Sunday, August 31, 2008

In defense of optimism

I was just reading this month's issue of Psychology Today and came across a quote in an article about style that had me running to my journal to riff on it. It was

"Style is optimism made visible. It presumes that you are a person of interest, the world is a place of interest, and life is worth making the effort for."

Psychology Today is published in NYC and sometimes is nauseatingly slick... it could also be called Psychology Lite, but I still enjoy the articles and learn some interesting stuff from it. My Guilty White American Conscience had already been revulsed by the premise of the article as shown by the pictures of stylish New Yorkers gracing the pages --"style is for people who can afford it", I thought (thinking, of course, not only of child laborers in India, but of my own rummaging through bags of outdated hand-me-downs in middle school and meeting the criticism and laughter of other kids at my selections)-- but this quote struck me.

It's not "style" that's important so much, but visible optimism IS important. It's taken me years, but I think I have learned this. You have to get there somehow. You HAVE to believe that the world is interesting, that there is wonder and beauty in it, that your life is worth making an effort. That optimism has to come from inside of you, or rather has to come from your will plus the work of the Holy Spirit in you. It can't be based on external circumstances, because those change all the time and yes sometimes life does suck. I think you have to get to a point where you can grieve over what's wrong in your life, wrong in the world, without allowing it to drive you to despair.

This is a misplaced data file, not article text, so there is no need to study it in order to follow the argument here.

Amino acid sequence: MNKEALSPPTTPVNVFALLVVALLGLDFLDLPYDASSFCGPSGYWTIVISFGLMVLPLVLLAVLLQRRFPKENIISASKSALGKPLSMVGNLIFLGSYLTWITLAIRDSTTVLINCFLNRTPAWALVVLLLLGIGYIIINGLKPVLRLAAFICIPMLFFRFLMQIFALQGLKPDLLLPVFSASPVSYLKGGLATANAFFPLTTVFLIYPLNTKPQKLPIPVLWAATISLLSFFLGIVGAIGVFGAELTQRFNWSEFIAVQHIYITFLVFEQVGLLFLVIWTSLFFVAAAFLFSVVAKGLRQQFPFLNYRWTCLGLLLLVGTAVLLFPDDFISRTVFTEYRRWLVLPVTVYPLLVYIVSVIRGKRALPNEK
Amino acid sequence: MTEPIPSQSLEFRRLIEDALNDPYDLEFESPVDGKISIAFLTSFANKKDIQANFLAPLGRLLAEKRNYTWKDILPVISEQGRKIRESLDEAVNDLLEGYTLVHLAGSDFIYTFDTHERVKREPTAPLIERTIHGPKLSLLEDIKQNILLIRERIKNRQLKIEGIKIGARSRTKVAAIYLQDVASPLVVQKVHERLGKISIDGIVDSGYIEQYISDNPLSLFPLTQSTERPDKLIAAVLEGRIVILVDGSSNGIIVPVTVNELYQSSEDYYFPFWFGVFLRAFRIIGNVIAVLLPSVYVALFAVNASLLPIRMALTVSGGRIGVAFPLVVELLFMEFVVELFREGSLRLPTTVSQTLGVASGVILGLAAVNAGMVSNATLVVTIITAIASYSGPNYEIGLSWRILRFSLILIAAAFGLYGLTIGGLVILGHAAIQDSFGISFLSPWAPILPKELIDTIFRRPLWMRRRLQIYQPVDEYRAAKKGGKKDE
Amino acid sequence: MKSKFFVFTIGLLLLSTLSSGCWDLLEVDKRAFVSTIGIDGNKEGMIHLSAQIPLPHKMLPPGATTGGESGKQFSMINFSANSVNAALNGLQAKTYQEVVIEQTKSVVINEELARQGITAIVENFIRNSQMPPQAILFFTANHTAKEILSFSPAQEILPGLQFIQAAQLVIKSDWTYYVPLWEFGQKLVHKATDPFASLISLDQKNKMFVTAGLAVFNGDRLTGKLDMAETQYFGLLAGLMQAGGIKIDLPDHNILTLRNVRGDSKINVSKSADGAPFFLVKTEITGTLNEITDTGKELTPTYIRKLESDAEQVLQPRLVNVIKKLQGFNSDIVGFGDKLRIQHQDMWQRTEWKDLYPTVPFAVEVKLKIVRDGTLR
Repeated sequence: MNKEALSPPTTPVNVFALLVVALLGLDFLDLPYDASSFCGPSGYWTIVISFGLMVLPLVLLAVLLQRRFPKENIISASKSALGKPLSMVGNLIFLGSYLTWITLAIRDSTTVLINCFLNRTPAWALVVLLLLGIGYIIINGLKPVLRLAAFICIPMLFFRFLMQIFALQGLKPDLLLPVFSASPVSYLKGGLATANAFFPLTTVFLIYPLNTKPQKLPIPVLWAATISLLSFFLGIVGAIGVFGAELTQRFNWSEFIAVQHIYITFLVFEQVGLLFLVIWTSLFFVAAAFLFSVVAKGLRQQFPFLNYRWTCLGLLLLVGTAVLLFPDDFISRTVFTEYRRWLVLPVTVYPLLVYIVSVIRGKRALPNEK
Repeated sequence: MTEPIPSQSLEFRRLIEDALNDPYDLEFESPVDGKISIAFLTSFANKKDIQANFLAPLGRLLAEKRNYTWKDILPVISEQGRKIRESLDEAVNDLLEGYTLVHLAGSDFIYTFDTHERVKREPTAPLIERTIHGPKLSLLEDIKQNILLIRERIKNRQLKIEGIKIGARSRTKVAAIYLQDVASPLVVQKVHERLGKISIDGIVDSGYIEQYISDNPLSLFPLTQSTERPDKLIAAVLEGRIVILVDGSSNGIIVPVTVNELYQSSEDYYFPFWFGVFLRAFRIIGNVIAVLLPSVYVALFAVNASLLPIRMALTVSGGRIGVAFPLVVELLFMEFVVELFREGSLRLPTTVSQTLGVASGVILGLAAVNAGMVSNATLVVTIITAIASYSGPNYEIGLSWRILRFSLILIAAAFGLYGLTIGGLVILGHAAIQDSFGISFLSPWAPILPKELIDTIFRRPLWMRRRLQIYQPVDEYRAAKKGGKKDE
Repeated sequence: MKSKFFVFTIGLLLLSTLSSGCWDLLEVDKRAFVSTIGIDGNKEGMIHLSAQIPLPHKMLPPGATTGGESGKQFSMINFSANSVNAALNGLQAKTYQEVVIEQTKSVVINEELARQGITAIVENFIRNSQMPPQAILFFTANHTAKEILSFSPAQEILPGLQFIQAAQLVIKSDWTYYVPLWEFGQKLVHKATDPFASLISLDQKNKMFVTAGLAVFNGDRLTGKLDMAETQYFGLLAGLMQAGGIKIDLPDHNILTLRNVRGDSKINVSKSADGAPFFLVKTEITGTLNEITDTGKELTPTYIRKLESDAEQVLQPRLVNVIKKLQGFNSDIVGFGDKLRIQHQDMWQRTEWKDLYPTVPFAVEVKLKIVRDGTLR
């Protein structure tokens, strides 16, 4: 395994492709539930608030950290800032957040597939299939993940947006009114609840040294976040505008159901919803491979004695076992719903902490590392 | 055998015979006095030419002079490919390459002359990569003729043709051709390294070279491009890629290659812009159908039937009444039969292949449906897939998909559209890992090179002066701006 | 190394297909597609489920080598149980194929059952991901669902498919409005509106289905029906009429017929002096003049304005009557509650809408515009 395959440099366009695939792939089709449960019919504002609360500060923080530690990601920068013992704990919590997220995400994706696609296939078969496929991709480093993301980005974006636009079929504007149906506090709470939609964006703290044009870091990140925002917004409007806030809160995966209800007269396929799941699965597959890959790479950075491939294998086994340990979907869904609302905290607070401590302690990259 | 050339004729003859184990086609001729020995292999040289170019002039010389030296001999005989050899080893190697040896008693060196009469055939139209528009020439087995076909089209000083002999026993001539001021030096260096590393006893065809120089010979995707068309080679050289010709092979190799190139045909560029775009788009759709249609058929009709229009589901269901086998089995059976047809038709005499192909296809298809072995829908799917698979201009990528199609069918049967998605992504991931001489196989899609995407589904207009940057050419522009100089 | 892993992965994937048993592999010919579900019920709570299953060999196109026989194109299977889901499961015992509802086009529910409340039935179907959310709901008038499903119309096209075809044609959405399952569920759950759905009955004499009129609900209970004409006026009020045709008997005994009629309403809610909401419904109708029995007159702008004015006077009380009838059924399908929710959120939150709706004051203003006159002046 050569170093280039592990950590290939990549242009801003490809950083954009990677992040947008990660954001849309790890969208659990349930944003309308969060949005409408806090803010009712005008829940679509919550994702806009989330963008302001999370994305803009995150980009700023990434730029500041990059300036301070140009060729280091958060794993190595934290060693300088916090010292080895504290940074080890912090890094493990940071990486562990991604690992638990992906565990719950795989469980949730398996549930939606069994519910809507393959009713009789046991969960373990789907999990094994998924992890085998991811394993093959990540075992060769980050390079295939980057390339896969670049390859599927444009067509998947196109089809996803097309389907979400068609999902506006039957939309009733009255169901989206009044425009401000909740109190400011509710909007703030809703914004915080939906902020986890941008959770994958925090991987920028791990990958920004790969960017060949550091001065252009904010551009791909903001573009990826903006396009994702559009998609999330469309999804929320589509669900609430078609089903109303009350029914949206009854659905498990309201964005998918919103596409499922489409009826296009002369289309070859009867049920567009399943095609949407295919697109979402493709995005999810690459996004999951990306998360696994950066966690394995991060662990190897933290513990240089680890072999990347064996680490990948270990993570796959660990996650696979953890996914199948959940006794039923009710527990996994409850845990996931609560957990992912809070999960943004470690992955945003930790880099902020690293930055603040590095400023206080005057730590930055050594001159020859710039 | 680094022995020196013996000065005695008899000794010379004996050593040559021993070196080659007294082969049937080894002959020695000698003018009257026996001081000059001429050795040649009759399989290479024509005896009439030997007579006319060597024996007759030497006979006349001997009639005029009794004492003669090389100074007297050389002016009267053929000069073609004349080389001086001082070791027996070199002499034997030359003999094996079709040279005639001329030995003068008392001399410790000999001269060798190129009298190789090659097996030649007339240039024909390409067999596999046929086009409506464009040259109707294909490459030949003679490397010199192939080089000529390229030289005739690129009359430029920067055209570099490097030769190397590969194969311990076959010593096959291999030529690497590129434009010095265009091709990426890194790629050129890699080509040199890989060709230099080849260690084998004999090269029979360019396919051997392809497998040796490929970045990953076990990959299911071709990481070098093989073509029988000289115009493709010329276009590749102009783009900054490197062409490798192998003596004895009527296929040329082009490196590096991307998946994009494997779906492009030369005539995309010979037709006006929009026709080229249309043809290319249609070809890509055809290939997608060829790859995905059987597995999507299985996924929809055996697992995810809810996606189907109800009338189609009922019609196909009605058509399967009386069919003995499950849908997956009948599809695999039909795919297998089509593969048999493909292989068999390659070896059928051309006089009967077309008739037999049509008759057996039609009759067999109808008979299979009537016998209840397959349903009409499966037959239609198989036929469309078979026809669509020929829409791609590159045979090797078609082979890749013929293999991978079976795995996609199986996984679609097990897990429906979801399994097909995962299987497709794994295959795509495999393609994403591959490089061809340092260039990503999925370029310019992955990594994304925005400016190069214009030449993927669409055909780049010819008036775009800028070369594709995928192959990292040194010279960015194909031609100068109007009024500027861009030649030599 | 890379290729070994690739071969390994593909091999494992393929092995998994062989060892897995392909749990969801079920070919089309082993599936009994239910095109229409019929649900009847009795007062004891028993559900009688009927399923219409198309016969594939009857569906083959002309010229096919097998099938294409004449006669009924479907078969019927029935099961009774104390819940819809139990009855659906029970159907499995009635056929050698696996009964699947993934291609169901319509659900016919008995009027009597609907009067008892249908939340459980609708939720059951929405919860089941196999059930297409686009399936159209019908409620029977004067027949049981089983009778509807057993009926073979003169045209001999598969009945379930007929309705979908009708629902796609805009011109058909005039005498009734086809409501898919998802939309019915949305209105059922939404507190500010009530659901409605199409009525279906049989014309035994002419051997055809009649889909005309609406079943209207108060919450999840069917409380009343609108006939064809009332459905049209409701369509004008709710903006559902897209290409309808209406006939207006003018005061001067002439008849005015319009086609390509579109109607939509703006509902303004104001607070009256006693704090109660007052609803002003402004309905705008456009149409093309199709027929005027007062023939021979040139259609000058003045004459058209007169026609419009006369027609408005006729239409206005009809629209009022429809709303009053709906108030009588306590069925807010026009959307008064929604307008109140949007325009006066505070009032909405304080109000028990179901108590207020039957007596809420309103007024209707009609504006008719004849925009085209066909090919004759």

I'm trying to read all the Wendell Berry books I checked out from Central Library in May before they send cops to my house to confiscate them from me. I've been reading The Way of Ignorance this week and I started Life is a Miracle last night. The first essay in Miracle is called "Ignorance" (evidently he has quite a bit to say on the subject), and deals largely with the topic of the Earl of Gloucester's suicide attempt in King Lear. That sounds yawnilicious, but his main point centers on Edgar, the Earl's son, and his efforts to prevent his father from committing suicide, summed up in his statement "Thy life's a miracle. Speak yet again." Berry says

"Edgar's task is to save his father from despair, and he succeeds, for Gloucester dies at last 'twixt two extremes of passion, joy and grief...' (v,iii,199). He dies, that is, within the proper bounds of the human estate."

Berry's point is that joy and grief are the proper boundaries of human emotion, and that despair is way out over the edge of those boundaries, a suicidal outlier on the emotional scale. Despair assumes that I have control, and that I have failed. As Kierkegaard says in The Sickness Unto Death, despair is the one sickness that is beyond cure. It negates all possibility of redemption, and in the strange, mysterious dance between our will and God's, it denies God entry into our lives to do His healing work. Jesus could not heal in a town --His hometown-- where they did not believe He could heal, and God will not heal us if we believe we are beyond hope... in other words, if we believe we are more powerful than He is. He'll allow us to persist in our illusion as long as we want.

I stayed up until well after 1 am on Thursday night to watch the live webcast of Radiohead's last concert of their U.S. tour. in Santa Barbara, CA. Anyone who knows me knows that I love me some Radiohead, and I was uber-excited about this. It was a good concert, musically speaking, but the lifelessness of the band members really hit me... particularly Thom Yorke, on whom I've had a rather large-sized crush for a rather long time. At one point, he actually said, "this song's for everyone whose had surgery lately. You're going to die. Sorry." Stupid, not funny, and mean. Now, I think he was reallllllly tired. I think they all were... but I was hit again by the mismatch between the transcendent beauty of Radiohead's music and the futility of their world view, which is openly, publicly Godless. Their music seethes with emotion, passion, and yes sometimes with something quite like despair, but it's very alive... yet somehow, they aren't. and the longer they do music the worse that seems to get, I think.